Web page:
- Your child has difficulty in memorizing.
- Your child finds it difficult to tell stories (in writing or verbally).
- Your child has issues in planning projects.
- Your child experiences problems in focusing on a single task.
- Your child faces problems in starting any task.
- Your child faces issues in estimating how long a certain task may take to complete.
- Your child experiences problems if plans shift or situations change.
- Your kid is unrealistic about his abilities or has low self-esteem.
- Your child becomes rigid from being impulsive when there may be a sudden increase in anxiety.
- Your kid lives only in the present moment and does not worry or think about future consequences.
- Your child needs to be prompted to be considerate towards other’s feelings and emotions.
- Your kid experiences difficulty in shifting perspective.
Skill Test to Diagnose Executive Functioning Disorder
The executive functioning disorder is not categorized as an illness and thus there are no definitive diagnostic techniques that can help in establishing this condition. However, there are a few tests that can help in establishing how well your child’s executive functioning skills work. Here are some of these tests:
1. BDEFS or Barkley Deficits in Executive Functioning Scale
This test acts as a tool in ascertaining executive functions that include time management, motivation, organization, self-restraint, and emotional control. This test unlike other tests that provide in-the-moment information, provides information on how a child would behave over some time.
2. CEFI or Comprehensive Executive Function Inventory
This test is effective in testing the executive functioning skills in the age group from 5 to 18 years old children. The teachers, parents, and kids, everyone can take this test.
3. Conners 3-Parent Rating Scale
This test that is usually applicable for kids in 6 to 18 years age bracket help in establishing specific learning problems such as issues in learning spellings, reading, math and it also takes into account issues with the memory.
Possible Treatments For Executive Functioning Issues
Here are some treatment options for dealing with executive functioning issues:
1. CBT Or Cognitive Behavioral Therapy Or Behavioral Therapy
Sometimes behavioral and cognitive behavioral therapy helps in replacing negative thoughts with the positive ones. This kind of executive functioning therapy is a great way of helping the kids to manage their emotions and feel effective.
2. Services Provided By The School
If the school offers the facility of school psychologists, it will be a good idea to work with the therapist in helping your kid with behavior management and fine-tuning his social skills. The school may also provide special educators that help the child in building better organizational, social, and academic skills.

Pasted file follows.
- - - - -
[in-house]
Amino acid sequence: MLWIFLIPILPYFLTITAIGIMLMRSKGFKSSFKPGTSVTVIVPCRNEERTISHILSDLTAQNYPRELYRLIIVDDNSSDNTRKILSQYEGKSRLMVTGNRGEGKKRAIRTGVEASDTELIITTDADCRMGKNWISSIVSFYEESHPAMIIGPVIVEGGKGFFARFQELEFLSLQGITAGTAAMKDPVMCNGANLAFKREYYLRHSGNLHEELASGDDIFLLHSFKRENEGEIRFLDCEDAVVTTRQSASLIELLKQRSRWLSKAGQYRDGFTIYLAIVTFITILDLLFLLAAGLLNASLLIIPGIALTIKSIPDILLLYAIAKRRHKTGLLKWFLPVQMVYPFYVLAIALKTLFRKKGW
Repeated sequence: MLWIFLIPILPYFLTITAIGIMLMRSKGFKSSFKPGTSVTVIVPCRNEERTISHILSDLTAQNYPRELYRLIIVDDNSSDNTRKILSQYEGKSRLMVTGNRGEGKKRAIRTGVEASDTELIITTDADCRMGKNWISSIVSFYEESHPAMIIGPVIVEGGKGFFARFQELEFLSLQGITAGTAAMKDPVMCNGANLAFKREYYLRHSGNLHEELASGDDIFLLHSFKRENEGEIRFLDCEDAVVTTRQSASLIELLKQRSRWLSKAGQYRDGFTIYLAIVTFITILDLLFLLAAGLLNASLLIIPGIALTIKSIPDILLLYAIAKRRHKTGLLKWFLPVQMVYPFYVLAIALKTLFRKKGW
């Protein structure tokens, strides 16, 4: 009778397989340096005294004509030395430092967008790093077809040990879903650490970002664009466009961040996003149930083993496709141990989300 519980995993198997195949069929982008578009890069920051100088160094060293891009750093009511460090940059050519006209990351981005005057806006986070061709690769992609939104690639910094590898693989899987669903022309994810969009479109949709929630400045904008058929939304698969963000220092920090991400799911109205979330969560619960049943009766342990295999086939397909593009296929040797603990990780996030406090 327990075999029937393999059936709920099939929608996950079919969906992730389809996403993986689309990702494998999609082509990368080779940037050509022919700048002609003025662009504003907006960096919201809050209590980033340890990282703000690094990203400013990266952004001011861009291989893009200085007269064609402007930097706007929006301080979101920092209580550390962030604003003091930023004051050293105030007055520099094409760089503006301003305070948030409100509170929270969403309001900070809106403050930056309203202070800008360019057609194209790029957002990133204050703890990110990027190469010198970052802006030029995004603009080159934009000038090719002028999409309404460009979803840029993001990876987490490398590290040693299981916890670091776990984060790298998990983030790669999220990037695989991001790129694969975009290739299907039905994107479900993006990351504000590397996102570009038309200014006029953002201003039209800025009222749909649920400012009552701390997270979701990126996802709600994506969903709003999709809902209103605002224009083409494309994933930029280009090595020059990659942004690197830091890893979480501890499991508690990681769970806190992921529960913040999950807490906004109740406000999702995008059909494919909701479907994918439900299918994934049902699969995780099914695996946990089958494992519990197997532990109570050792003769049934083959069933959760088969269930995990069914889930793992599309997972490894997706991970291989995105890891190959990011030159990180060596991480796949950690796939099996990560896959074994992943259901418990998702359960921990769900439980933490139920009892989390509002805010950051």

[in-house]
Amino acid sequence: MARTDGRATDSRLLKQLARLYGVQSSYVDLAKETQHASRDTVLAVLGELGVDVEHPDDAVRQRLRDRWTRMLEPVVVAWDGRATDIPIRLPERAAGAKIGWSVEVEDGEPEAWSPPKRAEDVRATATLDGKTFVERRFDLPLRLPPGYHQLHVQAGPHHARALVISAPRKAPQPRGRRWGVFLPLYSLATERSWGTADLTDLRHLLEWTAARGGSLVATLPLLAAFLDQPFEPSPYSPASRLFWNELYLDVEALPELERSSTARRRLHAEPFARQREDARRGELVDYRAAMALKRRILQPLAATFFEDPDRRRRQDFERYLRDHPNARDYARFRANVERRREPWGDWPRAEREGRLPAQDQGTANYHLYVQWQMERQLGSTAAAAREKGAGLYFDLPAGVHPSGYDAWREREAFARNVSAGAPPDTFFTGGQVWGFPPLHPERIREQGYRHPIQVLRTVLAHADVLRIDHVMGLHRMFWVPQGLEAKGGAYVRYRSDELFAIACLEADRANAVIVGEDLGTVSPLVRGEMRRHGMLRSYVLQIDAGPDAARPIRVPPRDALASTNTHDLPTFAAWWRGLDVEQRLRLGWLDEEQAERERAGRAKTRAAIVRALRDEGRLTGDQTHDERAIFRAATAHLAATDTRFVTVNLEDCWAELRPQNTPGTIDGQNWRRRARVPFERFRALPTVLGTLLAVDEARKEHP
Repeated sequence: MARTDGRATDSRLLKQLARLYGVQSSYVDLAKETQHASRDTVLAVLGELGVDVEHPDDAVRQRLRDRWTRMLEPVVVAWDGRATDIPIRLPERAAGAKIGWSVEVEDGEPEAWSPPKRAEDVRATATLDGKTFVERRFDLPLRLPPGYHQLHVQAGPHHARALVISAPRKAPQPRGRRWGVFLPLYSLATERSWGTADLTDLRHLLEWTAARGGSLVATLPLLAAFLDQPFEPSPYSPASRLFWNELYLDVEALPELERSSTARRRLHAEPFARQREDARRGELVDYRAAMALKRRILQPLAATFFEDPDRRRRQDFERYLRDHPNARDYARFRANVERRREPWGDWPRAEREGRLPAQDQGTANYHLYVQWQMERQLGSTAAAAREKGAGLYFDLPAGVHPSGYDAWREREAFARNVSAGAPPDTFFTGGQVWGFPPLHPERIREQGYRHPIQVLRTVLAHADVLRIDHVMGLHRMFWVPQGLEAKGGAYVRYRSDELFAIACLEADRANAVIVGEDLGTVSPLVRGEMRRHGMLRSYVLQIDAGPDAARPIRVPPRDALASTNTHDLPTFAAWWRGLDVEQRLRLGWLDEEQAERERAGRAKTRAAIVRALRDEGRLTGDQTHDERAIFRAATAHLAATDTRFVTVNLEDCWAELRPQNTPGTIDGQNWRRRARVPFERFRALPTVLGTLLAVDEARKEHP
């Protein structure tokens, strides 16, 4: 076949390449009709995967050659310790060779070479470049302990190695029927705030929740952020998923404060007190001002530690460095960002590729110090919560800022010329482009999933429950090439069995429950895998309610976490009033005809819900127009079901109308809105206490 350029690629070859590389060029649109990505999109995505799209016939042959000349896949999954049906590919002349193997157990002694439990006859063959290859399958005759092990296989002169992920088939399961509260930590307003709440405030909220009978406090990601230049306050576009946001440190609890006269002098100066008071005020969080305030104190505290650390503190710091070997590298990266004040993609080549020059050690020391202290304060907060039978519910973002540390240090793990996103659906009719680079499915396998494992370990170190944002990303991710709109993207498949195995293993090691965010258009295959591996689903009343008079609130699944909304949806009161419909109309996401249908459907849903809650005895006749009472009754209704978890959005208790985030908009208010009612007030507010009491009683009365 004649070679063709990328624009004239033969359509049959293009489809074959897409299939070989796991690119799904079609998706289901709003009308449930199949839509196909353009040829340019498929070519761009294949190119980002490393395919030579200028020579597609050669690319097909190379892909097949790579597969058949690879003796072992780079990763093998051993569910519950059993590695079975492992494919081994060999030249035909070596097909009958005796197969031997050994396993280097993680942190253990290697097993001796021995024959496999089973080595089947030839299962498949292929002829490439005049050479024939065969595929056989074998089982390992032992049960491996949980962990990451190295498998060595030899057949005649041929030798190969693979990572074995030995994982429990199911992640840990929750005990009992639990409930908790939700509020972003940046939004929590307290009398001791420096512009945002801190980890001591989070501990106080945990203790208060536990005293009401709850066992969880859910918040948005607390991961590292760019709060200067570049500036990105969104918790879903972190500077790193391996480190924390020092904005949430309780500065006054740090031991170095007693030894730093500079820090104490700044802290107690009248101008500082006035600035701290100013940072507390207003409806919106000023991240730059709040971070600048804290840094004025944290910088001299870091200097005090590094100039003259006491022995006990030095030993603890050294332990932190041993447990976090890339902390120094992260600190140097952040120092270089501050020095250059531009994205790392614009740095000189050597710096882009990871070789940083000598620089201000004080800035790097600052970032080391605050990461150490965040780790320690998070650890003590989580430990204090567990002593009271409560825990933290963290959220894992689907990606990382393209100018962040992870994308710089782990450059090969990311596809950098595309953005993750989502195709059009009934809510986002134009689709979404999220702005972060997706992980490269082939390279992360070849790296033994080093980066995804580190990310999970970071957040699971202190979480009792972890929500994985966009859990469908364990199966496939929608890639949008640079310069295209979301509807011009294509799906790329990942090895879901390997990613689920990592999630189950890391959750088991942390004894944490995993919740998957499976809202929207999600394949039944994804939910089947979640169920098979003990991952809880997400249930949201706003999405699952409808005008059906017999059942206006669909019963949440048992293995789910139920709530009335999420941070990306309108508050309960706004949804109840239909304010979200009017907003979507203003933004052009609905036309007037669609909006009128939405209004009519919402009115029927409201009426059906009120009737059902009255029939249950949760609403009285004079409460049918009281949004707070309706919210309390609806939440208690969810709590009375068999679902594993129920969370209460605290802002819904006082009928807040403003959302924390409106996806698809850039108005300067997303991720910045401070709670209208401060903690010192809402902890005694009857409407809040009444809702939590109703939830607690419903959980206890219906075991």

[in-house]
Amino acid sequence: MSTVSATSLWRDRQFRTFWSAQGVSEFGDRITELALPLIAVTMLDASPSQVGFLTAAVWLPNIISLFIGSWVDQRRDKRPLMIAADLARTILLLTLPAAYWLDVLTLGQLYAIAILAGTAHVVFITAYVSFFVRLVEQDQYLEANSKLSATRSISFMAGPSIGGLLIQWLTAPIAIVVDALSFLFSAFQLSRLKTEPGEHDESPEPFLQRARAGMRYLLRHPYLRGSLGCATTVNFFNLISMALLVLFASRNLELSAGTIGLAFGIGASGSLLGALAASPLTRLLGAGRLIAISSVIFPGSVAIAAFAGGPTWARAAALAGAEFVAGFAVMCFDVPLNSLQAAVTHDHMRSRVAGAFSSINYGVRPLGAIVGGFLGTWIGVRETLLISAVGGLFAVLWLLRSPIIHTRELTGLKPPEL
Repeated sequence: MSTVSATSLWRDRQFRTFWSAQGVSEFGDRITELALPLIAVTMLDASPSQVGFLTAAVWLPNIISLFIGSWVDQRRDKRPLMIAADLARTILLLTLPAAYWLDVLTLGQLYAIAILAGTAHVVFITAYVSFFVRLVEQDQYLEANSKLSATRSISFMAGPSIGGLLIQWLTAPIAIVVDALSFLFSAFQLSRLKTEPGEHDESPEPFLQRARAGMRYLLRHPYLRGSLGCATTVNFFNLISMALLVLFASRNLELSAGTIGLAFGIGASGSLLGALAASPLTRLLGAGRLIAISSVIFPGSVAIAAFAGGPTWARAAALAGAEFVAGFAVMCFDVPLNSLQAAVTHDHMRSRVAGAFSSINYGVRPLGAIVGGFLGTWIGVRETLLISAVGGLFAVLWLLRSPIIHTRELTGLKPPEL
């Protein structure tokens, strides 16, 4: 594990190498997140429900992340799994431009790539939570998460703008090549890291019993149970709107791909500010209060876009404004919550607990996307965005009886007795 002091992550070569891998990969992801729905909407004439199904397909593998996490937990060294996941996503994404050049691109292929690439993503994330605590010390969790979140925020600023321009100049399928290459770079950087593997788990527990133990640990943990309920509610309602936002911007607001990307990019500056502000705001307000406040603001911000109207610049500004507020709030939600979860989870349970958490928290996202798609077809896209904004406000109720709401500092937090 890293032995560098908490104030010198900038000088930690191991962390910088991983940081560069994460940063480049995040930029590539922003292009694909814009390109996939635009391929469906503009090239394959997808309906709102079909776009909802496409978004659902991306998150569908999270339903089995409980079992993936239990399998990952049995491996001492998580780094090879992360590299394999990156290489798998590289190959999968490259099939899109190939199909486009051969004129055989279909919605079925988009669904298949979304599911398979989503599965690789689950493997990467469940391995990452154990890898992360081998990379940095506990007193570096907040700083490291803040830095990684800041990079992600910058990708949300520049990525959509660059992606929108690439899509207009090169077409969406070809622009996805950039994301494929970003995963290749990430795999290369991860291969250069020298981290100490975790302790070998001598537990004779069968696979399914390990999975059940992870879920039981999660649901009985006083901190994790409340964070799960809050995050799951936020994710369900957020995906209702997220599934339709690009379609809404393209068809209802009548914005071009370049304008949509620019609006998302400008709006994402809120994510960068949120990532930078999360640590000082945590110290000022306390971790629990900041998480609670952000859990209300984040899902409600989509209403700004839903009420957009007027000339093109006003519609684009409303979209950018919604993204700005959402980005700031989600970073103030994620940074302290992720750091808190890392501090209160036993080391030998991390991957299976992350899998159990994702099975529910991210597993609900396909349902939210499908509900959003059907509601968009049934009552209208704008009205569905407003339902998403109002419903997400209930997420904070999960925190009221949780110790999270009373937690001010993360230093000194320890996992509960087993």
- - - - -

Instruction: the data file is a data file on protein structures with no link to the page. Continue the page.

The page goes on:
3. Organizational Coaching
As parents, you can hire professionals who can help build organizational and time management skills or help in teaching executive functioning skills to your child. Though they are not like academic tutors, however, they may also help in building academic skills in your child.
Unfortunately, there are no medicines available for enhancing or fine-tuning executive functioning skills in kids. However, there are medicines available for treating ADHD, if it is impacting your kid’s executive functions.
Other Strategies and Activities to Manage Executive Functional Problems
Here are some activities and strategies that can help in managing executive functioning problems in kids:
Make your kids play games that involve planning and problem solving, such as playing Jigsaw puzzles.
2. Building Blocks
Give a set of building blocks and ask your kid to make a structure. You can give your child a picture of a structure than he can copy from.
Involve your child in activities that require him to shift his focus from one activity to another at the same time. This is a great way of teaching a child to effectively shift his focus.
4. Memory Or Recall Games
Indulge your child in playing games that make him recall or memorize stuff. Place a few articles on a tray and show it to your child for a few seconds then ask him to pen down or name the articles he saw.
Draw an object on a paper and then draw half on it on another one. Ask your child to draw the missing part by looking at the picture that is complete.
6. Mind Mapping
Ask your child to strategically pen down his ideas as you also assist him with it.
7. Cut and Paste Activities
A very fruitful activity concerning fine-tuning executive functioning in preschoolers, kids can be involved in cutting and pasting pictures in a sequential manner.
8. Make Use of Calendars
You can ask your kid to use calendars to keep a tab on long-term activities, projects, due dates, etc.
9. Use Aids
Make use of aids such as alarms, watches, computers, etc. to keep a tab of activities.
10. Outline The Steps
Help your child by defining the task or activity ahead of time as it will make the child better prepared and make the task more achievable.
11. Follow a Routine
Make routines for what requires to be done by consolidating memory and skills.
12. Provide More Comprehensive Information
Try and give visual as well as written instructions to the child.
If you feel that your child is exhibiting any signs of executive functioning problems, you should seek the help of a professional in guiding you better and offering you the best-suited treatment option for your child.